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First Case of Down Syndrome Found in Ancient Greece

Down Syndrome Ancient Greece
The skeletal remains of the Down syndrome girl and her elaborate necklace. Credit: AMNA

The first confirmed case of Down syndrome in Ancient Greece was found on the island of Aegina, according to research published in the journal Nature Communications.

DNA analysis on the skeleton of a girl aged 12-16 months, who lived in the 13th century BC, in a Mycenaean settlement near the village of Lazaridis, showed that the child suffered from Down syndrome.

The syndrome is a genetic condition where a person is born with an extra copy of chromosome 21. This means that they have a total of 47 chromosomes instead of 46. This can affect how their brain and body develop.

The girl was buried wearing an elaborate necklace made of 93 beads of faience and vitreous, as well as six of cornelian, a finding indicative of the care he received in life and death.

Down syndrome ancient Greece
This neckless was worn by the child. Credit: AMNA

The excavation has been carried out since 2005 by the Department of History and Archeology of the National and Kapodistrian University of Athens (EKPA). To date, a settlement and its cemetery have been uncovered.

The findings, as the director of the excavation, emeritus professor of Archeology at EKPA, Naya Polychronakou-Sgouritsa, told the Athens Macedonia News Agency (AMNA), demonstrate that the settlement of the Lazarids flourished in the two centuries of the Palace period (the 14th and 13th centuries BC) and played an important role in the events of the time in the wider Argosaronic Gulf.

In 2010 the excavation in the settlement brought to light an unexpected find, a small box-shaped tomb, dated to the 13th century BC.

How scientists uncovered the Down syndrome girl of ancient Greece

The find was soon to become very exciting for archaeologists: inside the grave were the bones of a small child along with an elaborate necklace.

Immediately they transferred the find together with the soil that surrounded it to the Conservation Unit of the Museum of Archeology and Art History of the Greek National Academy of Sciences, to be carefully cleaned and preserved.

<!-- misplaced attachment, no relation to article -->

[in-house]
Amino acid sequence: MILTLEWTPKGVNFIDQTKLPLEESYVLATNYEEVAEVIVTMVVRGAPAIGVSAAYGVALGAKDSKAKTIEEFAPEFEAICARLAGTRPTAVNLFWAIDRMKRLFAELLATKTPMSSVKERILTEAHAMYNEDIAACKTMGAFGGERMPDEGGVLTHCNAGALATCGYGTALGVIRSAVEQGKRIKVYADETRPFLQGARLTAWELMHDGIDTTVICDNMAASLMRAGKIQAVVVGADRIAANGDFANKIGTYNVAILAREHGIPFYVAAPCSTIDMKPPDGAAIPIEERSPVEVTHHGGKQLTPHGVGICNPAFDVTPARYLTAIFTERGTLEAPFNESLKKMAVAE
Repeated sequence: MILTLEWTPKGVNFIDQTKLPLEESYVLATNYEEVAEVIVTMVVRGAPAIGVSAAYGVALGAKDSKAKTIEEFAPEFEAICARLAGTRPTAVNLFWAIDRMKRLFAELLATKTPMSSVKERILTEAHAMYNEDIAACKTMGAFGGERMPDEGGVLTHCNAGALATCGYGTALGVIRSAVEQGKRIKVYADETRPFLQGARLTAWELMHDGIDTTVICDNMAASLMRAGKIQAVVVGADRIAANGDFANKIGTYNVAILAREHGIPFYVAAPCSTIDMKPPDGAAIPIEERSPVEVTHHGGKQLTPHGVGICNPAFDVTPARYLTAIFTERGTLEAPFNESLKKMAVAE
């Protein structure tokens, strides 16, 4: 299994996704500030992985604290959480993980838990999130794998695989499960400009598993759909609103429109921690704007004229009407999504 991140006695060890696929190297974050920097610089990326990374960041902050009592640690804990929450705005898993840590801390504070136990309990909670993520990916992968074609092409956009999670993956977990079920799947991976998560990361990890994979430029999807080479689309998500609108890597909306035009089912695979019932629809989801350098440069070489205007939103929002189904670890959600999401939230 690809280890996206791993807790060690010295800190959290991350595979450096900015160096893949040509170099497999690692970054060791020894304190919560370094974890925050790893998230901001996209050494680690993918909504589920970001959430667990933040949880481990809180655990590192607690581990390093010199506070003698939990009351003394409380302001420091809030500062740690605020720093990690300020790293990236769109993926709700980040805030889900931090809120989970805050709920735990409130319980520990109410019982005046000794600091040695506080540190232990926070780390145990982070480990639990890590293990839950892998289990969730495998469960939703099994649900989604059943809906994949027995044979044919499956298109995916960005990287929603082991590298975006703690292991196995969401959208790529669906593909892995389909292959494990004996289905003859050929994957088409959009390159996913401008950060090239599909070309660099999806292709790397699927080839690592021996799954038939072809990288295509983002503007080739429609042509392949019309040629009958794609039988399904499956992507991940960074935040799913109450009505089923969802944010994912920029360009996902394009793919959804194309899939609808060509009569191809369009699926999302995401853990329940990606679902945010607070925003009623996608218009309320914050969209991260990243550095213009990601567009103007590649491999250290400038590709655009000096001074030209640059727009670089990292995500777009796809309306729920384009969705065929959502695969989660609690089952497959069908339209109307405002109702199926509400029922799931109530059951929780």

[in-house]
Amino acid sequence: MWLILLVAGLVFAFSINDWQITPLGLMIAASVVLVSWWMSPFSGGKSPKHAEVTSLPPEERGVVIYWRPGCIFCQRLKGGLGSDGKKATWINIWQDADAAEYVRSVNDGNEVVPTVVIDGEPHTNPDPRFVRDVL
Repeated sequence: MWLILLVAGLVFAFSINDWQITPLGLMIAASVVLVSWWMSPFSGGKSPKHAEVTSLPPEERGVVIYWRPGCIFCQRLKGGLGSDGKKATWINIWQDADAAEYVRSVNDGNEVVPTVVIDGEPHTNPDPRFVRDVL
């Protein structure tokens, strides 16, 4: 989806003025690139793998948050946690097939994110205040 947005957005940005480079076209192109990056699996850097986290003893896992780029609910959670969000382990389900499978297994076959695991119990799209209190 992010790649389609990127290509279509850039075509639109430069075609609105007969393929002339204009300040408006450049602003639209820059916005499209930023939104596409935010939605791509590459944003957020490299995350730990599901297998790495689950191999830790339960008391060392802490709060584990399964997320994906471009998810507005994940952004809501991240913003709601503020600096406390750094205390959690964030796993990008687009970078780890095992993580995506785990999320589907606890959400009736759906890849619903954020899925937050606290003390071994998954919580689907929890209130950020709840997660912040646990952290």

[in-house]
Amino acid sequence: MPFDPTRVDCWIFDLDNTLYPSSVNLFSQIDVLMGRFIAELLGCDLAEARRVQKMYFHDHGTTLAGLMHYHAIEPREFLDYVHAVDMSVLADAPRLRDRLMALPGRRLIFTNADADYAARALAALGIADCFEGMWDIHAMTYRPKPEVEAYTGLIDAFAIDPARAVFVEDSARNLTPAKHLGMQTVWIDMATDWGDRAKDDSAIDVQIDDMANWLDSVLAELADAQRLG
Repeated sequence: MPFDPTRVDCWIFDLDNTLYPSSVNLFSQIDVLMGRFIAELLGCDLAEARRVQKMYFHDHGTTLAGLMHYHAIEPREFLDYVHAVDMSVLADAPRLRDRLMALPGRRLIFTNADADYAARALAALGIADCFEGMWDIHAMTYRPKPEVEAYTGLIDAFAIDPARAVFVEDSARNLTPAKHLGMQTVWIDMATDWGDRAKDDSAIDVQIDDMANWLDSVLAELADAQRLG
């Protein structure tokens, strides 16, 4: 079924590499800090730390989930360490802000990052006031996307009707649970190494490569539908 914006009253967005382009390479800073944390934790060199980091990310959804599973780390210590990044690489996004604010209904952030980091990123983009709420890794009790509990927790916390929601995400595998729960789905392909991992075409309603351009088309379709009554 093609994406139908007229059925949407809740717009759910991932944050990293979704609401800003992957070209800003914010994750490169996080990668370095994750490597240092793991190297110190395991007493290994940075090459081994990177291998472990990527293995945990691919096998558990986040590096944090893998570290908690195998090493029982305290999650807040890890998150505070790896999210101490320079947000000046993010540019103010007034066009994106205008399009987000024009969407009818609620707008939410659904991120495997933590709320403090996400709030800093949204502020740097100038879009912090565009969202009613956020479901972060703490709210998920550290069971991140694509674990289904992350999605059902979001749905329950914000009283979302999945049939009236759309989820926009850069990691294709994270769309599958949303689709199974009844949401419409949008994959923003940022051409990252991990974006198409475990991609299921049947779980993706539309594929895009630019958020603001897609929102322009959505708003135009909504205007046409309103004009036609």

The osteological research carried out on the skeletal material by the bioarchaeologist, Dr. Eleanna Prevedorou, found that she had morphological characteristics of skeletal changes indicative of a very serious chronic disease or diseases.

In other words, she was a little girl “who spent most, if not all, of her life very ill and suffered from intense pain”, as Prevedorou tells AMNA.

Later genetic analyses of samples of the material carried out at the Max Planck Institute for Evolutionary Anthropology, in Germany, revealed that this little girl also suffered from Down syndrome.

“However we do not yet know whether and to what extent the severe health problems detected osteologically were associated with the syndrome”, Prevedorou explains.

This finding is very important, as it is the first time that a case of Down syndrome has been identified in Greece during antiquity, emphasizes the professor emeritus of EKPA, Naia Polychronakou-Sgouritsa, clarifying however that “there may be others, which however have been examined by a large institute, such as Max Planck.

Only a few cases of Down syndrome have been recorded in humans in ancient times, mainly because of the difficulties in identifying genetic disorders in ancient DNA samples without the use of modern techniques.

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